Here Davis raises major concerns about the need for our survival to shift the character of health care away from capitalist profit rates and the domination of big Pharma. If we are going to be successful in addressing this pandemic it requires major transformations in health care and social policy. This needs to be based on universal free access to quality health care, and free access to testing, treatments and vaccines when they become available — and the spending of major social resources on developing treatments and vaccines. Informed by feminist health organizing and AIDS activism this also needs to be a health from below where people get to take more control over their bodies and health in a rupture with capitalist health care and the power of the pharmaceutical corporations. This requires a major shift from health from above to a health from below. Michel Foucault, a French theorist, wrote about the development of ‘biopolitics’ where forms of social power mobilized bodies and the population as a resource for ruling forms of power starting in the 19th century. ACT UP type politics began to articulate what can be called a ‘biopolitics’ from below which is what we will need to address and build on in ending this pandemic.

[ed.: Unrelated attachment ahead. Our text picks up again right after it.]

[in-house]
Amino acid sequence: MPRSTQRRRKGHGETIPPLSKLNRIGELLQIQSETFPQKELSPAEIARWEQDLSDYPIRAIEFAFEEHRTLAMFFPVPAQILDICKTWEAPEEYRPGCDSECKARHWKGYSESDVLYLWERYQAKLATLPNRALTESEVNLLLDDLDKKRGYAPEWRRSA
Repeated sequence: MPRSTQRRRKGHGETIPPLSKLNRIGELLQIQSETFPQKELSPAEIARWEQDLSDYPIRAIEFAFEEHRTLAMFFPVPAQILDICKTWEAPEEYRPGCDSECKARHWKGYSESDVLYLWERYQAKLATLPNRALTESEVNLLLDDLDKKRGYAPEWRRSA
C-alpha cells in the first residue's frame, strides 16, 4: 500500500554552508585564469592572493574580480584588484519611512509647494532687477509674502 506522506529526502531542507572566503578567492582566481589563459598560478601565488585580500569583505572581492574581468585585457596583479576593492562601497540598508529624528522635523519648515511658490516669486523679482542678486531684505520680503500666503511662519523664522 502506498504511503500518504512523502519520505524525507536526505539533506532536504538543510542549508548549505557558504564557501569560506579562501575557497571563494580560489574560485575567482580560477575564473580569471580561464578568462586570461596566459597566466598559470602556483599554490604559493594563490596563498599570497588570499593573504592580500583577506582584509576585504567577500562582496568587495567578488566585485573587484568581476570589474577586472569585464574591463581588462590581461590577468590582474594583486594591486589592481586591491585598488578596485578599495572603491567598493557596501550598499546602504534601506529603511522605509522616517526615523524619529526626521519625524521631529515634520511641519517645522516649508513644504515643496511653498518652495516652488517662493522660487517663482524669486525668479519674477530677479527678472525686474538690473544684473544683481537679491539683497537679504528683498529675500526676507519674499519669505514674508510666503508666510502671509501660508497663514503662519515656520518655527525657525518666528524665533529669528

Transferring Resources to the ‘Global South’
In the AIDS crisis AIDS activists called in the Montreal Manifesto (issued by ACT UP NYC and AIDS ACTION NOW! at the World AIDS conference in Montreal in 1989) for a major transfer of wealth and resources to people in the global south if the ravages of AIDS were going to be successfully fought. This was based on an understanding of how the underdevelopment of much of the global south was based on the transfer of wealth and resources through colonialism and imperialism to ‘overdevelopment’ in the global north. If people were going to be successful in combating AIDS they needed more wealth and resources and these needed to come from the more wealthy countries in the ‘global north.’ While these campaigns had only a limited impact they pointed in a very important direction.
In the current pandemic the situation is a bit different and even though China faced the first attacks of this virus they and Cuba are now the only countries in the world who seem to have the skills and resources to help people in Iran, Italy, Iraq, Venezuela, Nicaragua and other countries. We can actually see how neoliberal capitalism and its tearing apart of social programs and the social relations of health have weakened the ability of countries like the USA and many countries in Europe to be able to respond to this pandemic. At the same time forms of colonialism and neocolonialism and imperialism still cause major forms of ‘underdevelopment’ in major parts of the ‘global south’ and the transfer of resources, wealth and expertise there are urgently needed.